MAT: Multi-Fingered Adaptive Tactile Grasping via Deep Reinforcement Learning
Proceedings of the Conference on Robot Learning, PMLR 100:142-161, 2020.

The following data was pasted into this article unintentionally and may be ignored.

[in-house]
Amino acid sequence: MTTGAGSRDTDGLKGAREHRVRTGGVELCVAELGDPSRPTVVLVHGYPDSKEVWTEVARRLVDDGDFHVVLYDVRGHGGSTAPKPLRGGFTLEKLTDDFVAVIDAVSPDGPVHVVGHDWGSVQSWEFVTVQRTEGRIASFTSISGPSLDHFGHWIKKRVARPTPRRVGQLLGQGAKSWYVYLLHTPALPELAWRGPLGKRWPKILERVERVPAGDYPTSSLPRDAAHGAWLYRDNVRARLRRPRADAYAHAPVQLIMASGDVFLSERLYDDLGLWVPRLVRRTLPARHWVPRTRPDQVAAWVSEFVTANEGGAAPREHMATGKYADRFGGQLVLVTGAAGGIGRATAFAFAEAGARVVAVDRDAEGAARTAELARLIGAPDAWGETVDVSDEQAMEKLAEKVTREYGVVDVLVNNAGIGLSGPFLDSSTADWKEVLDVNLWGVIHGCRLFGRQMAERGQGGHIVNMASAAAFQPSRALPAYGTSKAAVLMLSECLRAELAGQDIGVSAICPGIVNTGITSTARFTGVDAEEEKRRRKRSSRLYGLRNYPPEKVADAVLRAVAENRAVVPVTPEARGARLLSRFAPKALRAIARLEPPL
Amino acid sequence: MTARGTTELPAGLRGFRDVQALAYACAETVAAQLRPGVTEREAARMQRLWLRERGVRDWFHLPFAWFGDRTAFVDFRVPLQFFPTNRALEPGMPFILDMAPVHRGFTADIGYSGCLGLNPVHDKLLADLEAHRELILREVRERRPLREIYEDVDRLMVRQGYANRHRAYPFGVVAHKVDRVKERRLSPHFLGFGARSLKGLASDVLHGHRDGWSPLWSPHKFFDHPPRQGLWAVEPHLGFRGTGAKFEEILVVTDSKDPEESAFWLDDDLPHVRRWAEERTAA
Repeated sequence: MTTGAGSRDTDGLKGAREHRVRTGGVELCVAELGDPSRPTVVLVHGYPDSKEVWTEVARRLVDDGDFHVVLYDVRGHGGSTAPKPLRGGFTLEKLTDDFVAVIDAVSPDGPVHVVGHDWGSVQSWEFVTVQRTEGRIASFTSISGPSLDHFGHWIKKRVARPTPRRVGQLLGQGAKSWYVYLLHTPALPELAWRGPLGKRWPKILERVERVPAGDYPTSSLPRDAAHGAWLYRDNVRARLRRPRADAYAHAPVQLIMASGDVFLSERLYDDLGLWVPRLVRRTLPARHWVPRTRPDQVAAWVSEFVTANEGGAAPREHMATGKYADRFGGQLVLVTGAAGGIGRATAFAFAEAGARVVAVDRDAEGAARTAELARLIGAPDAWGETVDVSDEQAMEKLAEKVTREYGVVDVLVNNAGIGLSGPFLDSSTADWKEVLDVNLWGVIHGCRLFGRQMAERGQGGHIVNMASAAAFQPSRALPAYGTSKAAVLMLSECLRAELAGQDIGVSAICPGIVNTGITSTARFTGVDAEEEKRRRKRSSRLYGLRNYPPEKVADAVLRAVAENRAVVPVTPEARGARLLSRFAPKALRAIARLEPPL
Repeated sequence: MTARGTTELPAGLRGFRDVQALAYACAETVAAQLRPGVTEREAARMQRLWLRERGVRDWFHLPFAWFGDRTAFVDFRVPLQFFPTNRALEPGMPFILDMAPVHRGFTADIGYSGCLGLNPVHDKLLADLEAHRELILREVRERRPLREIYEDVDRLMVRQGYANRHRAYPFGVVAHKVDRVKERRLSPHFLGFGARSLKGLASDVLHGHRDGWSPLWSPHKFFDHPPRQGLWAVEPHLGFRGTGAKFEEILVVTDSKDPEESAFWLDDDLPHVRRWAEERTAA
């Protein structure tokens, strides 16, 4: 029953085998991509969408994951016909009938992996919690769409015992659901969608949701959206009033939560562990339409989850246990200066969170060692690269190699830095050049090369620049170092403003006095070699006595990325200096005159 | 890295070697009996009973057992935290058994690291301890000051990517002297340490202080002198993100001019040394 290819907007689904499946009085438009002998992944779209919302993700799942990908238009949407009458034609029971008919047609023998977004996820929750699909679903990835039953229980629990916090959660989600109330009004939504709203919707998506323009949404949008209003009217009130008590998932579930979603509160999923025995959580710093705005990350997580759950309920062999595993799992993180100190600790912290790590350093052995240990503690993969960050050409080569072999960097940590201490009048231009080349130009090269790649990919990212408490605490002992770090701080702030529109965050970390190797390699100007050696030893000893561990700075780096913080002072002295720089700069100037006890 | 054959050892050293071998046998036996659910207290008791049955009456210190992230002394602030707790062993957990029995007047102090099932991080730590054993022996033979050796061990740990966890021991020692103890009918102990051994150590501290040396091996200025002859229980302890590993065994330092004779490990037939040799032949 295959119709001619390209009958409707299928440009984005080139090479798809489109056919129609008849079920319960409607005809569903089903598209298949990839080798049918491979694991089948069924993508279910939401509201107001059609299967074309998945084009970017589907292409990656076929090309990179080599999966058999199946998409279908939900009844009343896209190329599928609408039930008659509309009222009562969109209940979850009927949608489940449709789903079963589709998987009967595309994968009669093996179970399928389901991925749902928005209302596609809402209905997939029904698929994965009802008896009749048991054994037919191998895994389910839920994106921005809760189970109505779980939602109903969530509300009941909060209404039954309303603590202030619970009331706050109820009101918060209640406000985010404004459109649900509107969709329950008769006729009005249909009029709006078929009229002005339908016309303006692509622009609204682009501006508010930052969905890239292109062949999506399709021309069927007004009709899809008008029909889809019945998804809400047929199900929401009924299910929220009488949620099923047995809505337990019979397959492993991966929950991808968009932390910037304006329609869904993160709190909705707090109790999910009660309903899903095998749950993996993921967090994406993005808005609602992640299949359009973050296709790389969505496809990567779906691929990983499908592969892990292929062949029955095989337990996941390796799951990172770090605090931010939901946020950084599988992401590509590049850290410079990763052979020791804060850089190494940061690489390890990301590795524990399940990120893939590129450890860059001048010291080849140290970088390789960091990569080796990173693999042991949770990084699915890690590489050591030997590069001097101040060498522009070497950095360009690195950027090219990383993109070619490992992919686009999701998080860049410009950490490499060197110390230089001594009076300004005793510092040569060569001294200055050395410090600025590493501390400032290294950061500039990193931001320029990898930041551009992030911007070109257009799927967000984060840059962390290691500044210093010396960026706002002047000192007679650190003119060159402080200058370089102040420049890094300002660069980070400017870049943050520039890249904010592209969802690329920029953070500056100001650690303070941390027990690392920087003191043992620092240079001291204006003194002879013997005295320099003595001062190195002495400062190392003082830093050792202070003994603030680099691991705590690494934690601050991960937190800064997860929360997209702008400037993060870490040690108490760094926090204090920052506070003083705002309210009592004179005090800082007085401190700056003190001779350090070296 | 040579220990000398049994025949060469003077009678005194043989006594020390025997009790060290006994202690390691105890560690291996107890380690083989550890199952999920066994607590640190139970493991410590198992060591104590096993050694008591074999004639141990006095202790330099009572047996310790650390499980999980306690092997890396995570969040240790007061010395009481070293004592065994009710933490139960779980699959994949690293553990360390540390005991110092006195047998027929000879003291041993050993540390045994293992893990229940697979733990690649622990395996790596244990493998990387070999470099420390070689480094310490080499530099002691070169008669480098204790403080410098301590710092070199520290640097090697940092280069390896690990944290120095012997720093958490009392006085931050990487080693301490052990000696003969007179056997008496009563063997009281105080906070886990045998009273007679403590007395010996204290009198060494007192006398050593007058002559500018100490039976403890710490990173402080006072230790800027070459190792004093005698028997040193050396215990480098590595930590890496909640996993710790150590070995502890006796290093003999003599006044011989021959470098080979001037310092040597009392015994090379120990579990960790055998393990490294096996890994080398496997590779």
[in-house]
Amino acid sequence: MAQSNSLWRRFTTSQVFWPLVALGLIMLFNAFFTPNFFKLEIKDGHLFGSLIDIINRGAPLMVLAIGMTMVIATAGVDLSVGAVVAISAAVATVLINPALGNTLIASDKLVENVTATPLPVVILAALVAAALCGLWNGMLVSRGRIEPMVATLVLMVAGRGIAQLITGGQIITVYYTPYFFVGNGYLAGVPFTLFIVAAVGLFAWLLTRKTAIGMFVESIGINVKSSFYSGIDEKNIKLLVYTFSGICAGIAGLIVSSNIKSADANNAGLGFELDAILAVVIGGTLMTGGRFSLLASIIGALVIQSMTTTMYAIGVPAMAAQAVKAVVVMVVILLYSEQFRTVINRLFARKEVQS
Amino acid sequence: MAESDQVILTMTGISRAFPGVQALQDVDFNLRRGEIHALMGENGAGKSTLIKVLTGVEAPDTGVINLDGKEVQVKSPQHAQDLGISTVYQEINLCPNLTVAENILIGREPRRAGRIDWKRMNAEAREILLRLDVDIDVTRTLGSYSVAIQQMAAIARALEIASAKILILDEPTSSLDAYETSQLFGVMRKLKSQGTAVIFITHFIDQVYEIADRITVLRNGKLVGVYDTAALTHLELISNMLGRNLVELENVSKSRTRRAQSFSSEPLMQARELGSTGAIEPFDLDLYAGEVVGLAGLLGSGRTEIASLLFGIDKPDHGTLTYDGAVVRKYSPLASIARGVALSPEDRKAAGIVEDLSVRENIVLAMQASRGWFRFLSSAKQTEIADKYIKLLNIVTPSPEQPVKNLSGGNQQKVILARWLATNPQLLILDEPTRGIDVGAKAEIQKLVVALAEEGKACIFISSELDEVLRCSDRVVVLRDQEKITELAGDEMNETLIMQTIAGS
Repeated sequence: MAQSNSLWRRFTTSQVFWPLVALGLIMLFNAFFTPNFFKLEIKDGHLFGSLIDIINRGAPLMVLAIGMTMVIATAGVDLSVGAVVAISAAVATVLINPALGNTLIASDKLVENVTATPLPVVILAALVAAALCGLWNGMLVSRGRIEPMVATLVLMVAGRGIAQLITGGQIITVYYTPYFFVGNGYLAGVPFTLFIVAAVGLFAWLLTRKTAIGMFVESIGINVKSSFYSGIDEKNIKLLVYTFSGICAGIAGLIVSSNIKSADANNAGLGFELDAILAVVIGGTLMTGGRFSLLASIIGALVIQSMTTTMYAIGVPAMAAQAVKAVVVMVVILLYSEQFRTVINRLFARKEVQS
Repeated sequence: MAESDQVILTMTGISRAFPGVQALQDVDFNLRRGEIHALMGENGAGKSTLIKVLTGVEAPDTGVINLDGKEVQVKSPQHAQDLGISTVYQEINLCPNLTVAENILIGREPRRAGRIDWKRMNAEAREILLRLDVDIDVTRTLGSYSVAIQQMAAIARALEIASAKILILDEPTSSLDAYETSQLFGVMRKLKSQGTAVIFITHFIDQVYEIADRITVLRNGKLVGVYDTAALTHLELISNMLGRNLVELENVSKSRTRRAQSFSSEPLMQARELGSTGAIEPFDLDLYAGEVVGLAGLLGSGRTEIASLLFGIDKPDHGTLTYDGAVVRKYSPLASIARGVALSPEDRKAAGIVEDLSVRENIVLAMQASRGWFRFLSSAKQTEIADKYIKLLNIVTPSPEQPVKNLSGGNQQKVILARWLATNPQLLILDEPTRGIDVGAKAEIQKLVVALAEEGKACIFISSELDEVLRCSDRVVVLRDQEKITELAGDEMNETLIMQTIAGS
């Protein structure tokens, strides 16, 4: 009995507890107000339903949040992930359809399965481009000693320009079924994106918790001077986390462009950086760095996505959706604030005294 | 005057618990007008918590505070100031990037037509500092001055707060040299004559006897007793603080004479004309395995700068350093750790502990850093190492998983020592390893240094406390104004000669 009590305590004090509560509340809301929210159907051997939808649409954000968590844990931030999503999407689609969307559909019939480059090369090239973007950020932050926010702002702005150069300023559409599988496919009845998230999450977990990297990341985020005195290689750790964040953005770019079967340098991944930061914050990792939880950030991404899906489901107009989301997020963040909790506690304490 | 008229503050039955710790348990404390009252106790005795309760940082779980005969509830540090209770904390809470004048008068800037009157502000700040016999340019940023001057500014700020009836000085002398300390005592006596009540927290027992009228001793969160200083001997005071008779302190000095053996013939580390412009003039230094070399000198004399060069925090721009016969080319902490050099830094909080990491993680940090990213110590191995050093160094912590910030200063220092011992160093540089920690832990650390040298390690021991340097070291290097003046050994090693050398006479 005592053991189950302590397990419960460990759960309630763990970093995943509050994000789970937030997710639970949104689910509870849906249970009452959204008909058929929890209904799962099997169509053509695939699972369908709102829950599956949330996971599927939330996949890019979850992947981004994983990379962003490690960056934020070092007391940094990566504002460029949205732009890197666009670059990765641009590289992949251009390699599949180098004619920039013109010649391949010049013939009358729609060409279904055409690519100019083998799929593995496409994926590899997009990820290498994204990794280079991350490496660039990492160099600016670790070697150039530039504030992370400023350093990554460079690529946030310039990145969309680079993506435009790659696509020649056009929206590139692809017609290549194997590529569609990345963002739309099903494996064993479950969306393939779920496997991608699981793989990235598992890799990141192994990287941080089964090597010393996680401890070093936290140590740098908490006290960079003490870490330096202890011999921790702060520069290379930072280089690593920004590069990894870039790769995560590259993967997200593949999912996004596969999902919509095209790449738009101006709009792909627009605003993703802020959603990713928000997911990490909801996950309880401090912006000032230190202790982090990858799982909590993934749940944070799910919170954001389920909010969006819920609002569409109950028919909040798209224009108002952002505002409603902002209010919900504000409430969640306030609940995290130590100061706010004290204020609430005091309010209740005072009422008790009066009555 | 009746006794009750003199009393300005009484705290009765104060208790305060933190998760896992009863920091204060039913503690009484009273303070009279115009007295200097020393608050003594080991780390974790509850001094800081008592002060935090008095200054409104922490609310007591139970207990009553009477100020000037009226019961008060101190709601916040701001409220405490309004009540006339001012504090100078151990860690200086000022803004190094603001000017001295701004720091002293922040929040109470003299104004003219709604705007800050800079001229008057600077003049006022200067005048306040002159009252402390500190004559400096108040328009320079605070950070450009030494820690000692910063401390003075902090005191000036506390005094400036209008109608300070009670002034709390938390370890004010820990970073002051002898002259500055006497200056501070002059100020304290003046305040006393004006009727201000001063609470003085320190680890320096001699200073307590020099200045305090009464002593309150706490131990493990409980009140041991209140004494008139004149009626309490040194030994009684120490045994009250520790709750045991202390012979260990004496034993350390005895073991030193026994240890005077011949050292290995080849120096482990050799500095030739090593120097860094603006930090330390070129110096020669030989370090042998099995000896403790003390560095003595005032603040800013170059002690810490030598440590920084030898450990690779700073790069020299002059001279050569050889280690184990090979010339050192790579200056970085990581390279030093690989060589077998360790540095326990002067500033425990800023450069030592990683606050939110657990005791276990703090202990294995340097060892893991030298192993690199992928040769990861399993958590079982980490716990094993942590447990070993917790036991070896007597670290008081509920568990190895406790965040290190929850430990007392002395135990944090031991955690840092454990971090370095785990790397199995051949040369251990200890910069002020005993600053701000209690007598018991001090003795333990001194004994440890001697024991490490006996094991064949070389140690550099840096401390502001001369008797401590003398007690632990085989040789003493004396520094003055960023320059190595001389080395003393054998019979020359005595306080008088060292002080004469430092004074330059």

Vision-based grasping systems typically adopt an open-loop execution of a planned grasp. This policy can fail due to many reasons, including ubiquitous calibration error. Recovery from a failed grasp is further complicated by visual occlusion, as the hand is usually occluding the vision sensor as it attempts another open-loop regrasp. This work presents MAT, a tactile closed-loop method capable of realizing grasps provided by a coarse initial positioning of the hand above an object. Our algorithm is a deep reinforcement learning (RL) policy optimized through the clipped surrogate objective within a maximum entropy RL framework to balance exploitation and exploration. The method utilizes tactile and proprioceptive information to act through both fine finger motions and larger regrasp movements to execute stable grasps. A novel curriculum of action motion magnitude makes learning more tractable and helps turn common failure cases into successes. Careful selection of features that exhibit small sim-to-real gaps enables this tactile grasping policy, trained purely in simulation, to transfer well to real world environments without the need for additional learning. Experimentally, this methodology improves over a vision-only grasp success rate substantially on a multi-fingered robot hand. When this methodology is used to realize grasps from coarse initial positions provided by a vision-only planner, the system is made dramatically more robust to calibration errors in the camera-robot transform.